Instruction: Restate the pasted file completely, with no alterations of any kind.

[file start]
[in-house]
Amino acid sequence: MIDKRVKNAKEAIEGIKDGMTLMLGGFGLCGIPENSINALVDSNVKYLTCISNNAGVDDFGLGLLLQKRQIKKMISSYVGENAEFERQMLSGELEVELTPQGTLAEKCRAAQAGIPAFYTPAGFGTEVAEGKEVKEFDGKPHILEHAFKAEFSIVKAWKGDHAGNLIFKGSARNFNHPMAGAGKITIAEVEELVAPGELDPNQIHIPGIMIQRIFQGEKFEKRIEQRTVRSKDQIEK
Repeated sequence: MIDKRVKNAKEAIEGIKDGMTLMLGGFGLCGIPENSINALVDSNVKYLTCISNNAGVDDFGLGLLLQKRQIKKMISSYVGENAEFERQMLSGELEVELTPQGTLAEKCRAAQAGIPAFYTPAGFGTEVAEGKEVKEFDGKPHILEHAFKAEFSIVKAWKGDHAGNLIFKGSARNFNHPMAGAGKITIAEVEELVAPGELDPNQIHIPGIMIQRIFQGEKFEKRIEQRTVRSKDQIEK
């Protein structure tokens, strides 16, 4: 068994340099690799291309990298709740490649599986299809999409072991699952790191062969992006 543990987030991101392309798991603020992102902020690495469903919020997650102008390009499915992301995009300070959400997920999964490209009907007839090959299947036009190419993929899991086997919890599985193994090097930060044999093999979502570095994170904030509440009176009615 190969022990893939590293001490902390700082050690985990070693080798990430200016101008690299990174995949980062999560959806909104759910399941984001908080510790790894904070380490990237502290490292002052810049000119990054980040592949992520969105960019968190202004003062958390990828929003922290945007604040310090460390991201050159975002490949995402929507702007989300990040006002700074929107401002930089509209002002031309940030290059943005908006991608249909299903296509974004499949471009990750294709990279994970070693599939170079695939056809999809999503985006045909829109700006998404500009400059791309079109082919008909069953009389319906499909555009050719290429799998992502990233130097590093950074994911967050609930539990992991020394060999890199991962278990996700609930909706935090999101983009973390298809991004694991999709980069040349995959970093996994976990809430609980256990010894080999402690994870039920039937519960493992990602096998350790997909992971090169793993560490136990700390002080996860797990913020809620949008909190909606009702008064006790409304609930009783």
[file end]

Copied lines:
[in-house]
Amino acid sequence: MIDKRVKNAKEAIEGIKDGMTLMLGGFGLCGIPENSINALVDSNVKYLTCISNNAGVDDFGLGLLLQKRQIKKMISSYVGENAEFERQMLSGELEVELTPQGTLAEKCRAAQAGIPAFYTPAGFGTEVAEGKEVKEFDGKPHILEHAFKAEFSIVKAWKGDHAGNLIFKGSARNFNHPMAGAGKITIAEVEELVAPGELDPNQIHIPGIMIQRIFQGEKFEKRIEQRTVRSKDQIEK
Repeated sequence: MIDKRVKNAKEAIEGIKDGMTLMLGGFGLCGIPENSINALVDSNVKYLTCISNNAGVDDFGLGLLLQKRQIKKMISSYVGENAEFERQMLSGELEVELTPQGTLAEKCRAAQAGIPAFYTPAGFGTEVAEGKEVKEFDGKPHILEHAFKAEFSIVKAWKGDHAGNLIFKGSARNFNHPMAGAGKITIAEVEELVAPGELDPNQIHIPGIMIQRIFQGEKFEKRIEQRTVRSKDQIEK
């Protein structure tokens, strides 16, 4: 068994340099690799291309990298709740490649599986299809999409072991699952790191062969992006 543990987030991101392309798991603020992102902020690495469903919020997650102008390009499915992301995009300070959400997920999964490209009907007839090959299947036009190419993929899991086997919890599985193994090097930060044999093999979502570095994170904030509440009176009615 190969022990893939590293001490902390700082050690985990070693080798990430200016101008690299990174995949980062999560959806909104759910399941984001908080510790790894904070380490990237502290490292002052810049000119990054980040592949992520969105960019968190202004003062958390990828929003922290945007604040310090460390991201050159975002490949995402929507702007989300990040006002700074929107401002930089509209002002031309940030290059943005908006991608249909299903296509974004499949471009990750294709990279994970070693599939170079695939056809999809999503985006045909829109700006998404500009400059791309079109082919008909069953009389319906499909555009050719290429799998992502990233130097590093950074994911967050609930539990992991020394060999890199991962278990996700609930909706935090999101983009973390298809991004694991999709980069040349995959970093996994976990809430609980256990010894080999402690994870039920039937519960493992990602096998350790997909992971090169793993560490136990700390002080996860797990913020809620949008909190909606009702008064006790409304609930009783």